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Firefighters taught to use instincts in drills

By Staff | Apr 1, 2009

Last week, members of the Sanibel Fire & Rescue District took part in two days of Fire Tac Evolution drills, an exercise stressing the basics of their rescue training in a variety of emergency situations.

According to training officer Tim Barrett, the two squads stationed on Sanibel take part in these drills every six months to ensure that when called upon, all members of the team will be prepared – both mentally and physically – to handle whatever fire scenario they might face.

“We do these drills twice each year, once during the day and once at night,” said Barrett. “They’re good for the news guys, but I consider all of the guys new until they’ve been here for three or four years.”

Behind Sanibel Fire Station #1 on Palm Ridge Road, firefighters take part in drills inside a three-story training tower, where on Thursday Barrett filled with smoke by lighting wet bales of hay – donated by Bailey’s General Store – inside the closed tower. Once the bales were ignited and smoke circulated by a portable generator, the first team of firefighters – Capt. Tom Tracy, Ross Nagot and Josh Koza – began to go through their regime of gearing up.

Once fully dressed, with air tanks and masks in place, Tracy and Nagot opened the door to the tower, a thick funnel of smoke billowing skyward. Both men cautiously stepped inside the darkened void, where their drill included making their way up several flights of stairs, through the tower’s second story maze and up to the third floor.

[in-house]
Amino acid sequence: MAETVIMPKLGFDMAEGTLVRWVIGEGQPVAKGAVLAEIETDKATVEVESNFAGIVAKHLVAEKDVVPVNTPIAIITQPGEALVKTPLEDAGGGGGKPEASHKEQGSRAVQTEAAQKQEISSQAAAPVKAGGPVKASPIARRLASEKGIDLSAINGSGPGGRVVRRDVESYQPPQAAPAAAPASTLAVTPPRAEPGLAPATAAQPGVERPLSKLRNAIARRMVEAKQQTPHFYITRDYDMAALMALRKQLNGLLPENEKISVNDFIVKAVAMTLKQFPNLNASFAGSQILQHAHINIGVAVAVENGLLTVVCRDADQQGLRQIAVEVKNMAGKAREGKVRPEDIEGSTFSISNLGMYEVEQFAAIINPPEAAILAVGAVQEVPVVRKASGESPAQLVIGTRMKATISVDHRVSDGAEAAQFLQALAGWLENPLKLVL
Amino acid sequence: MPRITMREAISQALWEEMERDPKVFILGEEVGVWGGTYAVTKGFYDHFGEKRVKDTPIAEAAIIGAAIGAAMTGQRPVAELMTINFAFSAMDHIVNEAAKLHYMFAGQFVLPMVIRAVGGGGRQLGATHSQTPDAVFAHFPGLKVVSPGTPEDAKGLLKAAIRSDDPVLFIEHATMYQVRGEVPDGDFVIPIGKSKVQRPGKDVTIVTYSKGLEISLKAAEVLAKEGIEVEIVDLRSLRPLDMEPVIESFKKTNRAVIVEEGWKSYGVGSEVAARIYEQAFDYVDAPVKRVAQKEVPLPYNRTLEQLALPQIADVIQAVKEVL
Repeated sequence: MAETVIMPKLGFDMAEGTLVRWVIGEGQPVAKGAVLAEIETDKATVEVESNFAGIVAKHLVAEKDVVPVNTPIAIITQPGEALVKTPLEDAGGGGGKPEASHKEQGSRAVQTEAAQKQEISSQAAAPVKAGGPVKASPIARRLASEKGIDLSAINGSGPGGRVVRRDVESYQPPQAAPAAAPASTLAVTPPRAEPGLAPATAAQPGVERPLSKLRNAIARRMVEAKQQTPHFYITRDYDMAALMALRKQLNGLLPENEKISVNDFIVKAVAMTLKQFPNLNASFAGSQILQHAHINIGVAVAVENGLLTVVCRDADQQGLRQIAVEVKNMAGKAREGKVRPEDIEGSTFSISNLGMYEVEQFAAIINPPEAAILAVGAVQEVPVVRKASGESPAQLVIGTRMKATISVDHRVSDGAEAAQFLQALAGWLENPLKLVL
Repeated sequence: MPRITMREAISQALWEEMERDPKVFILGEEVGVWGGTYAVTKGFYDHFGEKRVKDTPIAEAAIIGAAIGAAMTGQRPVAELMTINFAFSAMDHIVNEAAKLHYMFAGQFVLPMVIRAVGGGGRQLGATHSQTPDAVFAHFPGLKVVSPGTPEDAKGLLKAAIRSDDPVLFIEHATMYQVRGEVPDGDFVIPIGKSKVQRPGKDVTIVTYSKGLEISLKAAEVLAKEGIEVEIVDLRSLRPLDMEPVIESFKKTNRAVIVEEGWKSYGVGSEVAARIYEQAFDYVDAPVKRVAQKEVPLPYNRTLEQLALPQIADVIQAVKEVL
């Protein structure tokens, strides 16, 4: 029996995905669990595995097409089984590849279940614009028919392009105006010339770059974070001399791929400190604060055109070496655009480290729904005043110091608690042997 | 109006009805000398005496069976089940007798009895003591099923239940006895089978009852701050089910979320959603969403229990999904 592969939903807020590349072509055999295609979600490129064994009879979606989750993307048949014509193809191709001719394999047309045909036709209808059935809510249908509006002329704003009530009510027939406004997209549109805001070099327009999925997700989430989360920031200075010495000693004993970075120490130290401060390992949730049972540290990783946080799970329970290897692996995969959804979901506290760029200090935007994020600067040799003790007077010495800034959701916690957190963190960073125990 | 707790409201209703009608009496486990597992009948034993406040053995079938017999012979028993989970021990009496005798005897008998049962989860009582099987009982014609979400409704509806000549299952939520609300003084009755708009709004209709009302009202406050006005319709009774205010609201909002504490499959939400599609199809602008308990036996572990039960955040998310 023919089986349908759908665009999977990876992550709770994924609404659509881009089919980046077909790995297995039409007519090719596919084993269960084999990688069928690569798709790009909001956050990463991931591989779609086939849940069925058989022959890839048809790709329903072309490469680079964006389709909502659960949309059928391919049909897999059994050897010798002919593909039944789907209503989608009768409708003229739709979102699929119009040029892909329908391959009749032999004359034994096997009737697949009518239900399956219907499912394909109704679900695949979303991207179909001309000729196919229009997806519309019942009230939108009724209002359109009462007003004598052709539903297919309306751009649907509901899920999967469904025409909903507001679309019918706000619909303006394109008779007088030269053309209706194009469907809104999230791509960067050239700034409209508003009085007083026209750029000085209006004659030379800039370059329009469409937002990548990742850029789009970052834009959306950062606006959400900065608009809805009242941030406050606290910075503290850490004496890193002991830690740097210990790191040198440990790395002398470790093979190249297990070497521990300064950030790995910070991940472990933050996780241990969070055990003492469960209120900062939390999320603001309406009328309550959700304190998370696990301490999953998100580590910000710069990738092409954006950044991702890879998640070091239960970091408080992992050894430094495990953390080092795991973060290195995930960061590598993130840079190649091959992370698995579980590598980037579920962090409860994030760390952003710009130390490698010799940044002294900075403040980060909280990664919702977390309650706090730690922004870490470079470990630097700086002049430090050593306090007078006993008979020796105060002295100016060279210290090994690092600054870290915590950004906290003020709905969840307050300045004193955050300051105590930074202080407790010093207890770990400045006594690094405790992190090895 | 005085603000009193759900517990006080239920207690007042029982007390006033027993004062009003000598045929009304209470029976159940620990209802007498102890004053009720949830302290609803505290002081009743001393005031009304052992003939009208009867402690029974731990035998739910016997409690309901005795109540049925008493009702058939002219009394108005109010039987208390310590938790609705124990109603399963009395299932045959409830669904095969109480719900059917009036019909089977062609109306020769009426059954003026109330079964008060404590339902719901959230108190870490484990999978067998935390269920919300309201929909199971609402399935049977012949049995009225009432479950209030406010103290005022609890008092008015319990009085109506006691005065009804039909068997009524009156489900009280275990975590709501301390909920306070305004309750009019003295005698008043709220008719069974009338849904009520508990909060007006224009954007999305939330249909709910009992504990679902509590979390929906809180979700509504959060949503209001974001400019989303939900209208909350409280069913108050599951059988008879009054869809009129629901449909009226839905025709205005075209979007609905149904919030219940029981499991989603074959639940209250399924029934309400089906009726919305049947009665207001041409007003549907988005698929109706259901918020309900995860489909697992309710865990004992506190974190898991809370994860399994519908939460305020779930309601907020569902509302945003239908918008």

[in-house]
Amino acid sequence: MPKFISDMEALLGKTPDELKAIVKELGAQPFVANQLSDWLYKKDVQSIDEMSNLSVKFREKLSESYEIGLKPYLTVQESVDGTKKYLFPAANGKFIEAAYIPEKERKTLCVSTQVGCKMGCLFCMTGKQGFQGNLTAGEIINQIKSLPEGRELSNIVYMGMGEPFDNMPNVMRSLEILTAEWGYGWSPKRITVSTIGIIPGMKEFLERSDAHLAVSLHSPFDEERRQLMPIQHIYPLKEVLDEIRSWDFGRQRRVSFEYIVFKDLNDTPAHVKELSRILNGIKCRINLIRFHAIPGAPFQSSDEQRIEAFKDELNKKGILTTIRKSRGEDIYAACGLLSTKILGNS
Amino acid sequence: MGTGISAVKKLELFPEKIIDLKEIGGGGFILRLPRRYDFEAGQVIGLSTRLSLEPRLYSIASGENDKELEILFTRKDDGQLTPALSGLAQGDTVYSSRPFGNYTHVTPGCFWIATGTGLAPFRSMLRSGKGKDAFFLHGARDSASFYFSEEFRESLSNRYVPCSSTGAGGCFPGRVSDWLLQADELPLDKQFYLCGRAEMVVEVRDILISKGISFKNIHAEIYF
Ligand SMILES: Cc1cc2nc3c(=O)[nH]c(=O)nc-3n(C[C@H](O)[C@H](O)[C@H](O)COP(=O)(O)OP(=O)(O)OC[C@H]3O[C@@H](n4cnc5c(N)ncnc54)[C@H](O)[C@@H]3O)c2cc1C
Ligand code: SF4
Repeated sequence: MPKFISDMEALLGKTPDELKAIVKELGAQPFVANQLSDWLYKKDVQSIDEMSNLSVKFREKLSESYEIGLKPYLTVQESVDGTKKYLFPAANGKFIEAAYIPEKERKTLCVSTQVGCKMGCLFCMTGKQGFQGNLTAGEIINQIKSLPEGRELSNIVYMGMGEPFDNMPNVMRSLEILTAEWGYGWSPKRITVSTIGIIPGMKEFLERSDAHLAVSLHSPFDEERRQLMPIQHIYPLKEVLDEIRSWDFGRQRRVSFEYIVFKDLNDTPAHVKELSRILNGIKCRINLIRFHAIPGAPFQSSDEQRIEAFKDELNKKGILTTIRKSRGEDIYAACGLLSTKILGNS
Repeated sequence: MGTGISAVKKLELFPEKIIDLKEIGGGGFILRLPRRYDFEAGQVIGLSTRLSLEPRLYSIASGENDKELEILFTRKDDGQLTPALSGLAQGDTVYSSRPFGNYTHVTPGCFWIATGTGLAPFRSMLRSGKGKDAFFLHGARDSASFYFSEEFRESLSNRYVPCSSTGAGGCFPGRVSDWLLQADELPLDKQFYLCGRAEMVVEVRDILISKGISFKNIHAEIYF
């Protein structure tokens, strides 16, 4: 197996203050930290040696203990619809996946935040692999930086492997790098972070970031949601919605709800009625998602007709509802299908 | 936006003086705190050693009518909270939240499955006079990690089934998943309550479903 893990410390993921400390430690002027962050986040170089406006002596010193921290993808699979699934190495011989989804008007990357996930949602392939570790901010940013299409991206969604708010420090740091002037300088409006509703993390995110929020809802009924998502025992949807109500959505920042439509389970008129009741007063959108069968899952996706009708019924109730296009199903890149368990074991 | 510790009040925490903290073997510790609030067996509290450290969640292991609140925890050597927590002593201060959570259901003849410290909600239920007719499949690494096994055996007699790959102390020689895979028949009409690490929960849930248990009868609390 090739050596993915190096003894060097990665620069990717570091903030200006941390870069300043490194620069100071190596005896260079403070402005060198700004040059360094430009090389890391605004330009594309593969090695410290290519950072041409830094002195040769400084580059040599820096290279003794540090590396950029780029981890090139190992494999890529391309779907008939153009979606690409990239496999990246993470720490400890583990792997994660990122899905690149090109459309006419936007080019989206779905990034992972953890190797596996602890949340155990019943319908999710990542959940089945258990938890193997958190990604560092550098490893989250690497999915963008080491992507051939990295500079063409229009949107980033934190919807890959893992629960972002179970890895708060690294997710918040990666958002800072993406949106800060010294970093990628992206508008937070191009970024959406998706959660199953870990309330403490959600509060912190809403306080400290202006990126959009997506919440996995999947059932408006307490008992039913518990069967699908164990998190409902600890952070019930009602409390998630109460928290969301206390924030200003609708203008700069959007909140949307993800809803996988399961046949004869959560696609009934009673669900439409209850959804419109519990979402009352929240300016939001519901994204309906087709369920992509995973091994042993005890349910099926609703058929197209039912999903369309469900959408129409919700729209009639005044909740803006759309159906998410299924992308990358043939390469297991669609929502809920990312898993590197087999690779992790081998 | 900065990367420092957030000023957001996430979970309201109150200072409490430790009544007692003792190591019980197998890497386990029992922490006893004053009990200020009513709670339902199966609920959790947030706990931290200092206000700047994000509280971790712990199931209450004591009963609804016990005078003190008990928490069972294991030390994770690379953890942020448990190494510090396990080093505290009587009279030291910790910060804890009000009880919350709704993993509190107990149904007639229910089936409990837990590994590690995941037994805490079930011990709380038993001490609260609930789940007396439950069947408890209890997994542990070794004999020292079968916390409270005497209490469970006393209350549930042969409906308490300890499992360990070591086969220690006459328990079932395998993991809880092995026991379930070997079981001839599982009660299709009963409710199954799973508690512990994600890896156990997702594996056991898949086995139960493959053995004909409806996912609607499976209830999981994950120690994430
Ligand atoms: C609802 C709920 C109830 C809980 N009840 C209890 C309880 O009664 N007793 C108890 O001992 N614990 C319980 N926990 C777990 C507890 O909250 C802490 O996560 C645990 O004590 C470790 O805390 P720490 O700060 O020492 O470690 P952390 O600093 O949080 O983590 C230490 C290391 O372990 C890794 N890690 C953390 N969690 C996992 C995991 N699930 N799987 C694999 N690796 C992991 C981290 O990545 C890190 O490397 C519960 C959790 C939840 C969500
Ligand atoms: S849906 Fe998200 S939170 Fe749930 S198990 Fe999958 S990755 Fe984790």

“When you’re in a room that’s filled with smoke, you can’t see from here to here,” said Tracy, holding his hand a few inches from his nose. “And when we’re in those kinds of environments, we have to rely on our instincts. You can’t see anything, so you have to feel your way around. The most important thing is not to panic.”

After the first team entered the training tower, the second team of firefighters – Lt. John Murray, Tim Hannahan and Mike Martin – arrived on the scene with Sanibel Fire & Rescue’s ladder truck. The team attached hoses to a nearby fire hydrant, providing water to be used during the drill, while the vehicle’s ladder was extended to full length to the rooftop of the training tower.

Once arrived on the third floor, Nagot and Tracy opened the three top windows of the tower, allowing any remaining smoke from the now-extinguished bales to rise into the atmosphere. Both firefighters gave the “All Clear” signal, effectively ending the 15-minute drill.

Following the exercise, all of the firefighters and Barrett assessed their performance, noting which areas they excelled at and which ones still need improvement. Fortunately, Thursday’s drills went off without a hitch.

“We do these drills so that everybody is completely comfortable with the equipment and how it is to be used,” added Tracy. “We do this kind of training a lot so that when the time arises to do it for real, we’ll be ready.”